How tradies can prepare for home loan applications

Have the following documentation ready before applying for a home loan.

  • Employment details. Lenders will ask for your terms of employment and proof of income.
  • Savings and credit. What are your savings? Do you have outstanding loans? You will need to disclose all loans including car or personal loans, previous home loans, credit cards balances and other obligations.
  • Assets you own. This can include real estate holdings, motor vehicles and any investments, as well as superannuation.
  • Home loan deposit. You will need to provide the standard 20% home loan deposit if you are on a company payroll. You will be asked for a bigger deposit if you are not on a payroll, that is self-employed, freelance or in part-time employment.
  • Business information and tax returns. What is asked for may vary significantly from lender to lender. Typically, expect to provide:
    • Business accounts. Be prepared to provide financial statements - profit and loss statements, balance sheets and cashflows - for at least the last two years.
    • Tax returns. You may be asked for the past two years of personal tax returns and company tax returns.
  • Extra documentation and proof. Self-employed tradies will be asked for the following:
    • ABN dates and details
    • BAS dates and details
    • GST registration
When 20% deposit is just too much

Hot tip

When 20% deposit is just too much

If you’re prepared to pay for lenders mortgage insurance (LMI), some lenders will approve you with as little as a 5% deposit.

Applying as a self-employed tradie

Self-employed tradies can expect lenders to ask for at least two to three years of business accounts, although some may settle for one year. What matters is that your documents can show that you have been earning a steady income, even though there are variations in monthly earnings. Lenders will want to see that you are in a well-paying trade and can expect business and earnings growth. Presenting accurate records will go a long way towards proving that you are able to service the home loan with ease.

Common challenges for tradies when applying for home loans

  • Lower loan-to-value ratio (LVR), so higher deposit needed. This limits the amount you can borrow compared to the amount you can deposit. Saving up for a bigger deposit is one solution.
  • Higher interest than normal. Lenders often put tradies in the same basket of irregular and fluctuating incomes, factors that increase risk for lenders. Advise lenders if you are on a salary, and they are more likely to offer you better rates. Shop around for lenders with the best interest rates and compare those against other terms to ensure you get a good deal.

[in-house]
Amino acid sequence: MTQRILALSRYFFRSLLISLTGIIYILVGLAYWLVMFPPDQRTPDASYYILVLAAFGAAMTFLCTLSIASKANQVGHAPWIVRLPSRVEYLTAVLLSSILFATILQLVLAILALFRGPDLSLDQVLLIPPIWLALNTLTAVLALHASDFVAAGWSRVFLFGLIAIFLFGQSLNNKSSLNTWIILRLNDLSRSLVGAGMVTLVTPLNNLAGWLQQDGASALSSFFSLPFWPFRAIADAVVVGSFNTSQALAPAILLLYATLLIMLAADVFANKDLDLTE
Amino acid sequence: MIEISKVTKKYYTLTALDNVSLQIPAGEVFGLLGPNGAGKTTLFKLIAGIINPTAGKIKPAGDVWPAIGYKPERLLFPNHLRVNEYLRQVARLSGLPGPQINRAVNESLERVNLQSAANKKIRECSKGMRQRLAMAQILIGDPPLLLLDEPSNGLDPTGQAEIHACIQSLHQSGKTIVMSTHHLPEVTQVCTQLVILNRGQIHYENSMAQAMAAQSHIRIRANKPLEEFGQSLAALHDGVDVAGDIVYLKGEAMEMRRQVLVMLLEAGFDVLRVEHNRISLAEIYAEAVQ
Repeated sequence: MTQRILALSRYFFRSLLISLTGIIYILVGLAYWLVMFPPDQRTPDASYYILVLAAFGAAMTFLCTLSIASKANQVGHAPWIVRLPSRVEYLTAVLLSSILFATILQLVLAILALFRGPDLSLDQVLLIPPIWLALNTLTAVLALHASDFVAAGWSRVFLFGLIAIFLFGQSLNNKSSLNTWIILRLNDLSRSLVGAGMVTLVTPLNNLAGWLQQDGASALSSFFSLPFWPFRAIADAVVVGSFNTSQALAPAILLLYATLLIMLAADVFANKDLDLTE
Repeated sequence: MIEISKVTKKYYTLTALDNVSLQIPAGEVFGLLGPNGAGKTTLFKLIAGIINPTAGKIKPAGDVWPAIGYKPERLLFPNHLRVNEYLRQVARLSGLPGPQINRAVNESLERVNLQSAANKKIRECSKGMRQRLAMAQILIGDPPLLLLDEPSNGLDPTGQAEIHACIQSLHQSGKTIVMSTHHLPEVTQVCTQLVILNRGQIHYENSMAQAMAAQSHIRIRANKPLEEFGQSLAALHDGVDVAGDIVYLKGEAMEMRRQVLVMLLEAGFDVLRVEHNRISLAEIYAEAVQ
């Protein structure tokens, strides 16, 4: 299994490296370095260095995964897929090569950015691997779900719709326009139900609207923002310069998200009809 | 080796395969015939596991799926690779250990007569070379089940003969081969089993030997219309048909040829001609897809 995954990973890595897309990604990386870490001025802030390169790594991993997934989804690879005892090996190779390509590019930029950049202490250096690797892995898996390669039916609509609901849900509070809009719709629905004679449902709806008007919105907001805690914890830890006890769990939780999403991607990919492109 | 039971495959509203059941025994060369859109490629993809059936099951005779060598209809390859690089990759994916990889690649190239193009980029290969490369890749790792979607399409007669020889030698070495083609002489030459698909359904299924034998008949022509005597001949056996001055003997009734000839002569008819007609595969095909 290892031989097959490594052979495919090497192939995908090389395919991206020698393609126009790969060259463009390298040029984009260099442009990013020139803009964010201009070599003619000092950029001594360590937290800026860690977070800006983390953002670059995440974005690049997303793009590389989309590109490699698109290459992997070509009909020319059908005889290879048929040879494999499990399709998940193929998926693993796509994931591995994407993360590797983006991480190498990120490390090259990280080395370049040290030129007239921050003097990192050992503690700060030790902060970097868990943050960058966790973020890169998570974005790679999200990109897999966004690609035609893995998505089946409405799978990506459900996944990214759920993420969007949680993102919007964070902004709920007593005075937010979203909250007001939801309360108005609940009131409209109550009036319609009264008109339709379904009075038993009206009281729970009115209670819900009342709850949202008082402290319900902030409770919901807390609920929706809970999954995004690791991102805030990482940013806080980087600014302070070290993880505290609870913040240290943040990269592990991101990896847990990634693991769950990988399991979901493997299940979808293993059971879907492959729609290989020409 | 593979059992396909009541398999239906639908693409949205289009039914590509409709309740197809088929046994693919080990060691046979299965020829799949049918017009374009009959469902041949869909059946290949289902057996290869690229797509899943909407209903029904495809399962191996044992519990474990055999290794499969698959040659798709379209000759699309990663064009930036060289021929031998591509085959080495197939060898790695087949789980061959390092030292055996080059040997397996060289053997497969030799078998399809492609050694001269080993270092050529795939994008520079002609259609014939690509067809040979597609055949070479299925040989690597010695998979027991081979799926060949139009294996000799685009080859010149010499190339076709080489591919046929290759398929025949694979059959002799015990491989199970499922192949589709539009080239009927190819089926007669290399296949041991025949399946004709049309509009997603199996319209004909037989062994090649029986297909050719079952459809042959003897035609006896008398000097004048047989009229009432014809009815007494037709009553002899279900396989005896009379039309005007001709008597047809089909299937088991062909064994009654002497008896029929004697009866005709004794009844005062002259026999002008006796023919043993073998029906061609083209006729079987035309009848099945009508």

• More likely to be charged lenders mortgage insurance (LMI). Often borrowers who cannot provide a deposit of 20% LVR will have to pay for pricey LMI. Tradies may be asked to pay for LMI not just because of a lower deposit, but because of the perception that their income streams are irregular and fluctuate significantly (which is not the case for all tradies). Increasing the risk that they will be unable to repay the loan. Working with a mortgage broker may help you shop for the best deals in LMI. Some brokers will also negotiate better terms for you.
  • Complication due to self-employed company structure and banks being inflexible. This can be a stumbling block to self-employed tradies. Some lenders may reject you outright. Those who are willing to work with you may be satisfied if you can provide credible proof of income, such as business accounts and taxation records.
  • Fewer lenders willing to work with you. Think of this as a hazard that all self-employed tradies and some professionals face. Some banks and conservative lenders will not want to work with you. You just need to find lenders who are flexible in lending criteria and understand your trade and its seasonal and other patterns.
  • Low doc home loans are expensive. If you are unable to provide the required information, such as two years’ worth of business accounts or tax forms, because you are new to the trade or recently started your business, one option will be low doc loans. But know that they are significantly more expensive than regular home loans. One way to get over this is to save up for a bigger deposit, which can help lower your loan costs.

Need a mortgage broker?

There are many benefits to working with a broker and little downside because they do not charge you a fee for getting your home loan approved. Experienced mortgage brokers can identify the lenders that would be most receptive to working with you, offer you advice on the best options and will help you prepare a strong home loan application, increasing your chances of getting approved. As noted earlier, mortgage brokers will also negotiate on your behalf and get you the best deals.

Talk to a mortgage broker

Ready to buy or refi?

Talk to a mortgage broker